Brian Edwards Media

Terry Serepisos and The Apprentice Fiasco

TVNZ

TVNZ

TVNZ

TVNZ

TVNZ
TVNZ

I read that businessman Terry Serepisos owes the Wellington City Council $2 million in rates which he is unable to pay and has failed to repay several contractors who worked on his Century City Hotel in Wellington’s Tory Street. Mr Serepisos is reportedly worth $140 million but, since he is unable to do what much poorer folk like you and me are able to do – pay our bills – I take this to  mean that he is asset rich but cash poor.

Mr Serepisos  is also the ‘star’ of TV2’s The Apprentice programme – ‘star’ being someone who has made more than 5 appearances on the box  –  in which young entrepreneurs compete for a job in one of his companies at a salary or $200,000 a year. Were I one of these ‘entrepreneurs’ – a word incidentally mispronounced by every single television newsreader and reporter – I might have some anxiety as to whether, if I won the competition, my pay cheque really would be in the mail.

Mr Serepisos appears on The Apprentice presumably because he is a ‘tycoon’, but I’m inclined to think that the average Indian dairy owner, working 16 hours a day and paying his bills, would be a considerably better business role model than him.

The Wellington City Council’s reasons for extending $2 million dollars of credit to Mr Serepisos remain a mystery, but they may have accepted his explanation that because his debtors have failed to repay him, he cannot repay his creditors. No doubt there are thousands of New Zealanders, not worth $140 million, who wish their creditors would accept the same argument.

Despite his inability to pay his debts, Mr Serepisos is treated by the budding entrepreneurs on The Apprentice as though he were Moses returning from the mountain with the ten commandments of business. They fawn and toady in a most uncharacteristic New Zealand way. To be fair, this is what The Apprentice franchise demands.  But that makes the standing in line waiting for the prophet to appear, the pretentious limousine exits and boardroom entrances, the reverential ‘Good Mornings’ and the general obsequiousness no less stomach-turning. We don’t do this in Godzone.  Terry, however, seems to think we do, castigating one of the contestants for mispronouncing ‘Serepisos’ and another for daring to adddress him by his first name. (Sorry, Terry.)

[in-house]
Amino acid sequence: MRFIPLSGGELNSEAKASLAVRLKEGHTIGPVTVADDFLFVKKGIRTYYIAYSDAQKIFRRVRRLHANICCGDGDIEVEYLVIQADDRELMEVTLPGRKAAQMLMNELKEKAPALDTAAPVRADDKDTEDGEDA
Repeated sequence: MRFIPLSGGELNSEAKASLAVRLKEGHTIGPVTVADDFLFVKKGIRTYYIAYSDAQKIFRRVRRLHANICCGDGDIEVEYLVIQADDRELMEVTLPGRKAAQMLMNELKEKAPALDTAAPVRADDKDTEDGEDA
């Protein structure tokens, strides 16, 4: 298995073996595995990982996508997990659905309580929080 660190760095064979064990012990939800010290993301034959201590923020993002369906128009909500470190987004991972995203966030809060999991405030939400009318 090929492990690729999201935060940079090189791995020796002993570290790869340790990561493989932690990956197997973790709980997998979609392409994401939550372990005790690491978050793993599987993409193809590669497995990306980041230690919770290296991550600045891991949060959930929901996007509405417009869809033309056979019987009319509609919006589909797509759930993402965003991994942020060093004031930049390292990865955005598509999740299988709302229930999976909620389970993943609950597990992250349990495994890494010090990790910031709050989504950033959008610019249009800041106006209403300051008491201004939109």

As frontman for the New Zealand version of the programme, Mr Serepisos has the rare distinction of making Donald Trump look good. He lacks both authority and charisma and gives the appearance – I hope I am not doing him a disservice  – of delivering lines to camera that have been supplied to him by the producers of the programme. His decisions as to who to sack have ranged from the peremptory to the bizarre. On one occasion, when one team had simply annihilated the other, he decided, seemingly on a whim, not to sack anybody. This, of course, in addition to being utterly unfair to the winners of that particular task, made nonsense of the programme concept and was, I suspect, another example of the producers manipulating the format in the interests of retaining viewer interest and a cliff-hanger ending.  

Making Mr Serepisos himself look good are his two henchmen whose role is to observe the teams during the tasks, each looking as far as possible like the Grim Reaper. In half a century of television viewing, I cannot recall two more bizarre individuals, whose role in the boardroom is apparently to deliver all the really (scripted?) nasty lines to the contestants allowing Mr Serepisos to come across as quite a nice bloke, even if he can’t pay his bills.   

Fundamentally ‘un-New-Zealand’ too is the basic premise of the programme which each week requires those seeking the apprentice crown to shaft their former mates on the losing team in order to save their own skins. If I were Mr Serepisos, it might worry me that my new apprentice had crawled over the bodies of his or her gunned-down  comrades – gunned down by him or her – to get the job.

Well, there are now four would-be apprentices left. Mr Serepisos or his producers – I really have no idea which – will have to choose between a decent but slightly fey young woman, a really nice guy, a total idiot and an absolute bitch. I’m putting money on the final being between the really nice guy and the absolute bitch. That would be the cliff-hanger the producers are looking for. Because, like every other TV show, what drives the decisions on The Apprentice is not the actual merit or lack of merit of the contestants but the need to keep the punters tuning in – the ratings.